The first locomotives to arrive were two class "B" 0-4-0ST from the famous Darjeeling Himalayan Railway. These were built as 2 ft  (610 mm) gauge engines, but were converted to 2 ft 6 in (762 mm) gauge in 1901. They were not large enough for the job, and were sold in 1908. They were followed by 10 engines with a 0-4-2T wheel arrangement of a slightly larger design, introduced in 1902. These locomotives weighed 21.5 tons (21.85 tonnes) each, and had 30" (762 mm) driving wheels, and 12"x16" (304.8 mm x 406.4 mm) cylinders. They were later classified into the "B" class by the North Western State Railways. All these locomotives were constructed by the British firm of Sharp, Stewart and Company.

Larger locomotives were introduced in the form of a 2-6-2T, of which 30 were built with slight variations between 1904 and 1910. Built by the Hunslet and the North British Locomotive Company, these locomotives were about 35 tons (35.56 tonnes), with 30" (762 mm) drivers and 14"x16" (355.6 mm x 406.4 mm) cylinders.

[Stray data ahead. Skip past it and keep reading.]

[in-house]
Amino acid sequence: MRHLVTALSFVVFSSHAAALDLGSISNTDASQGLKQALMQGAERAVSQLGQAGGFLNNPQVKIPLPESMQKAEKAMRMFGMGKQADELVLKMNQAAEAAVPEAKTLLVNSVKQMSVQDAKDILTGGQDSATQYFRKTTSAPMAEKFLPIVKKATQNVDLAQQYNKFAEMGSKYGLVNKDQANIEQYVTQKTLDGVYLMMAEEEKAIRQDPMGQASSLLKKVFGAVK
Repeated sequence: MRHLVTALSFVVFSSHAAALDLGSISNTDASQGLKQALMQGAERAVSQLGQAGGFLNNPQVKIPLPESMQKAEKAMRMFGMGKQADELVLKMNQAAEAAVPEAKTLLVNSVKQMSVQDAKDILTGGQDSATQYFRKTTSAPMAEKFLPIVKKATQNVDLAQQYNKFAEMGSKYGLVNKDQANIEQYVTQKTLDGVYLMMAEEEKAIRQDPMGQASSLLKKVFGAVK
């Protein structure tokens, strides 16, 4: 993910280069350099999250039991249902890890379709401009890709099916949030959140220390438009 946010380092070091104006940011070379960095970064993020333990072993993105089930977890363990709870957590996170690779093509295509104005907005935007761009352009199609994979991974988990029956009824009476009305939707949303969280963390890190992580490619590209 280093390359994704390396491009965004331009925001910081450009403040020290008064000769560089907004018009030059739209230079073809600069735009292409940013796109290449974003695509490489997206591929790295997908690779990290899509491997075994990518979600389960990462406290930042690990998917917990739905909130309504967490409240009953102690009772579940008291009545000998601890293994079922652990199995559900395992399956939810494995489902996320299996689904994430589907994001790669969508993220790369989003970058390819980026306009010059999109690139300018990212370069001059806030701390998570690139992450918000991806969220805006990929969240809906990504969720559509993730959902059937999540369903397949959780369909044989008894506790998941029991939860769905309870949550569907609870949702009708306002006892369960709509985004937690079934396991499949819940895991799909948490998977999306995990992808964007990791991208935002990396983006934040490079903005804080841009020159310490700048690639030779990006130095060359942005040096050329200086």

These locomotives, later classed K and K2 by the North Western State Railways, subsequently handled the bulk of the railways traffic during the steam era. A pair of Kitson-Meyer 2-6-2+2-6-2 articulated locomotives, classed TD, were supplied in 1928. They quickly fell into disfavour, as it often took all day for enough freight to be assembled to justify operating a goods train hauled by one of these locomotives. Shippers looking for a faster service started to turn to road transport. These 68 ton (69.09 tonnes) locomotives were soon transferred to the Kangra Valley Railway, and subsequently ended up converted to 1,000 mm (3 ft 3 3/8 in) gauge in Pakistan.